Rose in 2013 glowing with health.
1. How long have you been eating a Zero Carb (No Plant Foods) diet?
I took two runs at Zero-Carb eating. The first was in 2008, when I was stalled at around 190 pounds after a year on Protein Power (by Drs. Mary Dan Eades and Michael Eades). I came across the huge thread started by the Bear about his “Zero-Carb” diet on the Active Low-Carb-ers’ (ALC) forum. At first I thought he was out of his ever-loving mind, but as I kept reading I couldn’t help but feel drawn to its evolutionary logic, and its simplicity.
I figured a month without broccoli wouldn’t kill me, so I tried it. It was great – so great I did it for two months instead of one, and lost about 15 pounds while feeling wonderful.
But without any support, I really didn’t know how to approach eating this way; I was still doing diet tricks like using artificial sweeteners and skipping meals when I was hungry. After a couple of months I slid back into regular low-carb eating, and was back at 190 pounds in no time.
A year later I was desperate. I had tried every low-carb tweak I could find, from protein shakes to increasing carbs (disastrous!) to going extremely strict paleo, but I was stuck on the scale, and my health wasn’t improving either.
I knew I had to get back to Zero-Carb, so I looked around for a forum similar to ALC or Protein Power, but geared toward Zero-Carb. I found Charles Washington and Zeroing in on Health (ZIOH), and finally learned from the experience of Zero-Carb veterans how to eat meat, drink water, and relax and live life. The weight melted off, and to my great surprise, I lost my Rheumatoid Arthritis symptoms almost completely, too.
So the real answer is seriously Zero Carb since September 2009, with only a couple of small wobbles since then.
2. What motivated you to try this way of eating? Weight? Health?
I’ll be honest and cop to the weight, even though my health improved even more than my figure. I’d always somehow known I was destined to be morbidly obese, and as I found out more about my birth family (I’m adopted), it became clear that my intuition was accurate. Four generations of women in my maternal line have been obese, and they’ve all had cancer, too.
The couple of times I’ve deviated from my optimal Zero-Carb diet I’ve gained weight at an alarming rate, and my joint pain skyrocketed, too. I’m not talking about pizza and cupcakes here, but things like Brussel sprouts at the holidays, or a handful of almonds or some dark chocolate – foods eagerly embraced by most low-carb-ers and paleo dieters.
3. How long did it take you to adapt to a Zero Carb diet, both physically and psychologically?
Physically almost no time at all. I never had the so-called low-carb flu, and I enjoy meat enough that I don’t miss other foods, as some people do. But I still have to remind myself occasionally that Zero-Carb is about letting my body heal in its own way, in its own time, and to stop trying to micromanage my health through dietary interventions beyond Zero-Carb (for example, by striving to hit a certain number on a ketone meter, or imposing restrictions beyond my normal Zero-Carb foods).
4. What books or people were most influential in guiding you to this way of eating?
First and foremost “The Bear” Owsley Stanley. His epic thread on ALC – and his largely unappreciated generosity in sharing his discoveries – set everything in motion for me.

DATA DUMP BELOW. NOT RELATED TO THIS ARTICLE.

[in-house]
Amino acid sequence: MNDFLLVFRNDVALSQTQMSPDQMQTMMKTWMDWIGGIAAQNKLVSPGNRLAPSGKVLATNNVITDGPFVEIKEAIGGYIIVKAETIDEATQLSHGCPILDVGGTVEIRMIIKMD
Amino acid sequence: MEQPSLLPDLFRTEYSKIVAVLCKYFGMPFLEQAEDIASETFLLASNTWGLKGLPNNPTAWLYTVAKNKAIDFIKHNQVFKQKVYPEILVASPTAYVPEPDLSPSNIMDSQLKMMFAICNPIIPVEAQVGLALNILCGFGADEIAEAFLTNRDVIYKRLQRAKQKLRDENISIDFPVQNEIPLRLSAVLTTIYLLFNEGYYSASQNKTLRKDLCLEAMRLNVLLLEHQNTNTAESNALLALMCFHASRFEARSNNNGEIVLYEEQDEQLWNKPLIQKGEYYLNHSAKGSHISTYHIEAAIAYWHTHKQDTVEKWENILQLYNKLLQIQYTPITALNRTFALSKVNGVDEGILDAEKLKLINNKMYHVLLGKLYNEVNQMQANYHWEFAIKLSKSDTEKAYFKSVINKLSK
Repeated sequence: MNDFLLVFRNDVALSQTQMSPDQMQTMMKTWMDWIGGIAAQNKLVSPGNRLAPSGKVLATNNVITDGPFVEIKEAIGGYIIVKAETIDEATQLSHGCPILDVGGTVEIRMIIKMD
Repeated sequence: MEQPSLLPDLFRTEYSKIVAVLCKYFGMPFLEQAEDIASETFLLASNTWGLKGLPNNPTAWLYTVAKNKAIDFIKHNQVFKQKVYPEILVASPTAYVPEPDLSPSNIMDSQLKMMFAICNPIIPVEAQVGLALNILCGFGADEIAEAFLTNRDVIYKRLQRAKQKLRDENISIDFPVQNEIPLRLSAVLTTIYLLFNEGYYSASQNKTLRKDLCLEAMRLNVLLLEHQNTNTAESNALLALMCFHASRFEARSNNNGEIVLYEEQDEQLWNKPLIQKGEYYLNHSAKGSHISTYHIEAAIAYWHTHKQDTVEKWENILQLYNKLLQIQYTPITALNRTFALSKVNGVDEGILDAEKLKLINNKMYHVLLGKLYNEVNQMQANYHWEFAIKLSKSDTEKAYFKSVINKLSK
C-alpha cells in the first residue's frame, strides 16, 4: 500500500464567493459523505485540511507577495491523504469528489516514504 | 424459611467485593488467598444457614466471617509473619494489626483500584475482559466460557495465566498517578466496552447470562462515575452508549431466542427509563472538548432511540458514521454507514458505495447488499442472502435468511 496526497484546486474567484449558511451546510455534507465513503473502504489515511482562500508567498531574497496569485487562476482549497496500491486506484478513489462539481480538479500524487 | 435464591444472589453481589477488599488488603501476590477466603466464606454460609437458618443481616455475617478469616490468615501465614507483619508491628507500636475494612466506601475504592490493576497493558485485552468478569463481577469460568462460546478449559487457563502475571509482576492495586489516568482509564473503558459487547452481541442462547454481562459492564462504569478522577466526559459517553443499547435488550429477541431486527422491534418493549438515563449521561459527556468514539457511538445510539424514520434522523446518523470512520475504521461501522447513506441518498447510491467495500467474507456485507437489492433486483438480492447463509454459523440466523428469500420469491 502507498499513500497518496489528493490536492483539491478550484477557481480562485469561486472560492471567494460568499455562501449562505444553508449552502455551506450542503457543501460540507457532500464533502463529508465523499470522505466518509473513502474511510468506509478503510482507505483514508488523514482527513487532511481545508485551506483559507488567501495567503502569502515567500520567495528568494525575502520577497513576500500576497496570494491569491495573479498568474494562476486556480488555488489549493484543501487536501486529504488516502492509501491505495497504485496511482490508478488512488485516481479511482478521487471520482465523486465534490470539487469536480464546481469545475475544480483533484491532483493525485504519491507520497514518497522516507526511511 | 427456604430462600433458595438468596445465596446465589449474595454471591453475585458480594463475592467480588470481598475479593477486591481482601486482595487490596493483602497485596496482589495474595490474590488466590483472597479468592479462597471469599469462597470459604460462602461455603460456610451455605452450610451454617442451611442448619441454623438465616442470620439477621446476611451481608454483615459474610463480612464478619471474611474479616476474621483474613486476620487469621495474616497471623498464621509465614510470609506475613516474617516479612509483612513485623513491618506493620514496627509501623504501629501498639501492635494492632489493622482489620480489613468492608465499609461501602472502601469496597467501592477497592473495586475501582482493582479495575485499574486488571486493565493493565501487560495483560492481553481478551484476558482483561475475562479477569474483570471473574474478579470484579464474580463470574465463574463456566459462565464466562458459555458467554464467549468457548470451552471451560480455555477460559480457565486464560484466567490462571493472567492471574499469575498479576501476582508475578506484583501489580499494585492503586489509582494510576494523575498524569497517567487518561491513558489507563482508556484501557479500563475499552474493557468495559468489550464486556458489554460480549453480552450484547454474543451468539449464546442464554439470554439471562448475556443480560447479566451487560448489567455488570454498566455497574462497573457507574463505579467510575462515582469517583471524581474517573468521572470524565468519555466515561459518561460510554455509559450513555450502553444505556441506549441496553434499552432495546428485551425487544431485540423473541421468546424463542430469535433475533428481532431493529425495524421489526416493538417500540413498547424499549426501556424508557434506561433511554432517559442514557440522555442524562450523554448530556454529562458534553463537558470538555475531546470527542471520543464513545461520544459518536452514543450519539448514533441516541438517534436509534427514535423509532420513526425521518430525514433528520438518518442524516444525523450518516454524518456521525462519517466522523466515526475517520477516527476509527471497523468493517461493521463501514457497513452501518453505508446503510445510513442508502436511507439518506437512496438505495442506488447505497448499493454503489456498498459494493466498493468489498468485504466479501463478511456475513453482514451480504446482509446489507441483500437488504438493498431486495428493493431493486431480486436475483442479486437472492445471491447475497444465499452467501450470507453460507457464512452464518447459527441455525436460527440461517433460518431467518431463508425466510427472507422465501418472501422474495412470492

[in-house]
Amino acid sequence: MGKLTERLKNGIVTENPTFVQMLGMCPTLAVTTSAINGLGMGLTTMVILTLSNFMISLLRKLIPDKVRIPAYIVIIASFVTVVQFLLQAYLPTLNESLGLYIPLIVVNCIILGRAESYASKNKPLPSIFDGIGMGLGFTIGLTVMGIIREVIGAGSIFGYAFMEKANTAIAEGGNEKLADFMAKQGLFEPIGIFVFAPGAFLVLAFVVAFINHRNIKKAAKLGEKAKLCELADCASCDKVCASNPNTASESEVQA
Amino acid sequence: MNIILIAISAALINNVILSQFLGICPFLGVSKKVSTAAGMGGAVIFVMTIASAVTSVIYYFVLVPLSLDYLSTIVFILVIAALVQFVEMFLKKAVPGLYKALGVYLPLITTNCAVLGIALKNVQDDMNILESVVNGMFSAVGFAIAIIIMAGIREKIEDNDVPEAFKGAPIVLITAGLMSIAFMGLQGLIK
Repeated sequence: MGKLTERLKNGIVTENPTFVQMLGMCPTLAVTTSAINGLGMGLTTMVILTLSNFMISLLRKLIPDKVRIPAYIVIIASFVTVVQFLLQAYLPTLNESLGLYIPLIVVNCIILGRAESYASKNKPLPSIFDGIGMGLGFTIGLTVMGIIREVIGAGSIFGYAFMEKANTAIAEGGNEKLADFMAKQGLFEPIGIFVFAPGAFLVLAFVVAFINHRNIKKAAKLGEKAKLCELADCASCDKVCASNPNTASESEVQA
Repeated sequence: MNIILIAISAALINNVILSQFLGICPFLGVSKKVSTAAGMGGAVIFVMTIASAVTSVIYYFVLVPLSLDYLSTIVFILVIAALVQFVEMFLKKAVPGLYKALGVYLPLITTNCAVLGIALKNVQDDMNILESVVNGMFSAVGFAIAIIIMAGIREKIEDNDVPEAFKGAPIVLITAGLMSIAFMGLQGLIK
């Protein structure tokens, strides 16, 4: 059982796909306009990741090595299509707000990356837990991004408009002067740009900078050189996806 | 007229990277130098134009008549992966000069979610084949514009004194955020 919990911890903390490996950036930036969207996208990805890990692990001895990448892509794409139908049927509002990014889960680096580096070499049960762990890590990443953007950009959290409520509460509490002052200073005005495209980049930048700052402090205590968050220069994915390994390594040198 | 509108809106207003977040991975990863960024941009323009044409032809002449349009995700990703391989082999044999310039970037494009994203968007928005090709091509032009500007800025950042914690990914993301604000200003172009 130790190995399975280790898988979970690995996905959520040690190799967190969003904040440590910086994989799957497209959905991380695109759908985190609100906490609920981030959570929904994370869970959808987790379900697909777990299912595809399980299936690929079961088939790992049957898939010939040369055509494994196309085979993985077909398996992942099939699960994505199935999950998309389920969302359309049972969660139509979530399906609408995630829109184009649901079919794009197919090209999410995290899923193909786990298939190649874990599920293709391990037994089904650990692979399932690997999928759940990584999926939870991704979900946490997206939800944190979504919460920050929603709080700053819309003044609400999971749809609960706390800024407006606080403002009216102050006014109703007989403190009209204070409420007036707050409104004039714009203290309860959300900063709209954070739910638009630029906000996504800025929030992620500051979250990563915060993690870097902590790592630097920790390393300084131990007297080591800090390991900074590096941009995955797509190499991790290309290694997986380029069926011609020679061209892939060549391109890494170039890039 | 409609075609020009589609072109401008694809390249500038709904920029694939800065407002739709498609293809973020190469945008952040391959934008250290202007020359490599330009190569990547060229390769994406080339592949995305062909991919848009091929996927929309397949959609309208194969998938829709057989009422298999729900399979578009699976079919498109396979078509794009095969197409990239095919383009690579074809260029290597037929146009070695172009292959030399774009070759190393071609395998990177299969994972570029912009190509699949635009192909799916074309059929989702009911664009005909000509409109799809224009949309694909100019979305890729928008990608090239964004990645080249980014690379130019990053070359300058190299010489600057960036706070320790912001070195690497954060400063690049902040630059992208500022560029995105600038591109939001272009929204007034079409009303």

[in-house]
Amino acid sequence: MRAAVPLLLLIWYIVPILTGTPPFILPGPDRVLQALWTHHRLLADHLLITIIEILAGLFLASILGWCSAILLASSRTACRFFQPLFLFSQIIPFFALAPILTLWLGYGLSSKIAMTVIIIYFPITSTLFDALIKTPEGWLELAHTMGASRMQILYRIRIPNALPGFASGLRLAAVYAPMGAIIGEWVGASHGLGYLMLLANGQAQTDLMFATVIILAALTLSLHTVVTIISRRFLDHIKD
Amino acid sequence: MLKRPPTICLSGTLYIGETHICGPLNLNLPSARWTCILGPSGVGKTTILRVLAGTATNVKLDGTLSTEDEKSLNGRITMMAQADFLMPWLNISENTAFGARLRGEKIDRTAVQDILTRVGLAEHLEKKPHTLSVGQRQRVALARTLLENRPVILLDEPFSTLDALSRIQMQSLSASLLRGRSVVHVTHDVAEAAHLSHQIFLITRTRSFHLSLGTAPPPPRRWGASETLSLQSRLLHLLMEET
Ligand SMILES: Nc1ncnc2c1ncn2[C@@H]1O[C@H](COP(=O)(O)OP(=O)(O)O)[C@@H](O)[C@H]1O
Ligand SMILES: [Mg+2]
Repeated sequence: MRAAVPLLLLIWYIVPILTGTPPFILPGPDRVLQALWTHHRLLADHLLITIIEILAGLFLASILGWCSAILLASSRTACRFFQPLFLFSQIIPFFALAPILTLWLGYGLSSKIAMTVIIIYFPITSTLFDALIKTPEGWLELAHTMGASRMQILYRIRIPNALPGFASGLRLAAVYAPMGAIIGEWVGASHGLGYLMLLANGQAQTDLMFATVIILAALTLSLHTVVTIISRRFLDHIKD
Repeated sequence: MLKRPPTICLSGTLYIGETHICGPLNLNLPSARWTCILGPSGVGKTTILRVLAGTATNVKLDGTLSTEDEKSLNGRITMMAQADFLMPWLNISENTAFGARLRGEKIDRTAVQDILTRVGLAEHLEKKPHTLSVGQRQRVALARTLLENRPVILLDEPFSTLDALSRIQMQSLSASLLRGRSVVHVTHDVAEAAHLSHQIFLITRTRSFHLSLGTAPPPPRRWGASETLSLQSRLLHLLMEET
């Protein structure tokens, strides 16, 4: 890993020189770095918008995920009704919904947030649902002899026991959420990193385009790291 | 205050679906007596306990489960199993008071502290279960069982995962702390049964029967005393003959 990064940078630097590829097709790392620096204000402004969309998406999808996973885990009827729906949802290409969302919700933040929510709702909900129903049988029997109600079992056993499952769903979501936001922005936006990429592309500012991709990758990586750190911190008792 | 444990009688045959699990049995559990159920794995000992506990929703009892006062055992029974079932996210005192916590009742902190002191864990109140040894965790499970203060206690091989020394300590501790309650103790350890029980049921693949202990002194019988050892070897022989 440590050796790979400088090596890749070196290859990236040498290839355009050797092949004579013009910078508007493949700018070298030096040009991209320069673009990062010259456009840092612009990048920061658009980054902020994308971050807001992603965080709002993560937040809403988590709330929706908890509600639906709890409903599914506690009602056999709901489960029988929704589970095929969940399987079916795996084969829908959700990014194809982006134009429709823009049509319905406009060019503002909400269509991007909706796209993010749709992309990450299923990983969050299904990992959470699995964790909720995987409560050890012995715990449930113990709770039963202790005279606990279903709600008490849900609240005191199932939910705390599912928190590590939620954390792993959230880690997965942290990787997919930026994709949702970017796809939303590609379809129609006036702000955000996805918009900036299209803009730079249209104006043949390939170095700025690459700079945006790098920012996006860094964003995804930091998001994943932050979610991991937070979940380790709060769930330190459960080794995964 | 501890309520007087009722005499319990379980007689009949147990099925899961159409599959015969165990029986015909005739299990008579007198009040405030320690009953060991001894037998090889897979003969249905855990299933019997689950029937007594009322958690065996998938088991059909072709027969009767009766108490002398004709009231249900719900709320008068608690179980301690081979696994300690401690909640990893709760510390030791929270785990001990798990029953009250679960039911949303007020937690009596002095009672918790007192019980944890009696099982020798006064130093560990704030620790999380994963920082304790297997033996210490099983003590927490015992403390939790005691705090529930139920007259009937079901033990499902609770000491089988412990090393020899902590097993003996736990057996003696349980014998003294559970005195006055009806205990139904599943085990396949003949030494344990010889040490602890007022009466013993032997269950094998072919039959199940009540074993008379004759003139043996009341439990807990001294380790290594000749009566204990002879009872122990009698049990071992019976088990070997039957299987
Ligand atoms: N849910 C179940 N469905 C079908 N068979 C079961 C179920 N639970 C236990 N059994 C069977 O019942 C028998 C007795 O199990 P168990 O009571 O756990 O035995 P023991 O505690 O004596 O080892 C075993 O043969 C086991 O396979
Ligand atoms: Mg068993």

And after him, of course, is Charles Washington and his ZIOH forum. That group functioned as a sort of Zero Carb boot camp, keeping me focused and less stupid during my critical first months of eating this way. I’m eternally grateful to Charles and the ZIOH veterans for teaching me how to do this right.
Rose in 2006, weighing 220 lbs., prior to beginning her low carb journey.
5. Do you eat only meat, or do you include eggs, cheese, and cream in your diet?
I have eaten meat and eggs only for months at a time, and at other times I’ve included dairy products. Dairy products keep an extra few pounds on me, and are also hell on my digestion. Unfortunately, once I start with a little bit of dairy, it takes some time and effort to wean myself back off. Butter is the one exception; it doesn’t seem to wreak havoc on my gut, or put extra body fat on me.
I also feel better if I eat fewer egg whites, so I avoid scrambled eggs and omelets. Instead, I’ll fry eggs and cut off the cooked whites, or, if I’m feeling really ambitious on a Saturday morning, I’ll make an all-yolk scramble.
6. What percentage of your diet is beef verses other types of meats?
I’ve never calculated the percentage, but I probably eat beef three or four times a week for lunch, and about two or three times a week for dinner. The rest of my dinners are roast chicken, pork chops, pork ribs, fish, and a fairly wide variety of game meats, since my husband is a hunter.
Rose in 2008, weighing 190 lbs., after following Drs. Mary & Michael Eades Protein Power book. She remained stuck at this weight for 2 years.
7. When you eat beef, do you cook it rare, medium, or well done?
I tend to cook it medium rare, although today I ordered a sirloin cooked rare for lunch and it arrived surprisingly bloody for a restaurant steak. It was delicious; the rarer the beef, the more tender it is.
8. Do you add extra fat to your meat? (i.e. butter, lard, tallow)
If it’s too lean for my taste, or overcooked and dry, I might put some butter on it; otherwise, no.
9. Do you limit your meat consumption or do you eat until satisfied?
I eat until satisfied, although I’ve never had the prodigious appetite that some Zero-Carb-ers boast. The last time I recorded my calories (a couple years ago), I was clocking around 1,800/day. I hear of many Zero-Carb-ers who eat closer to 3,000.
Rose in 2009, weighing 180 lbs., after 2 weeks on Zero Carb.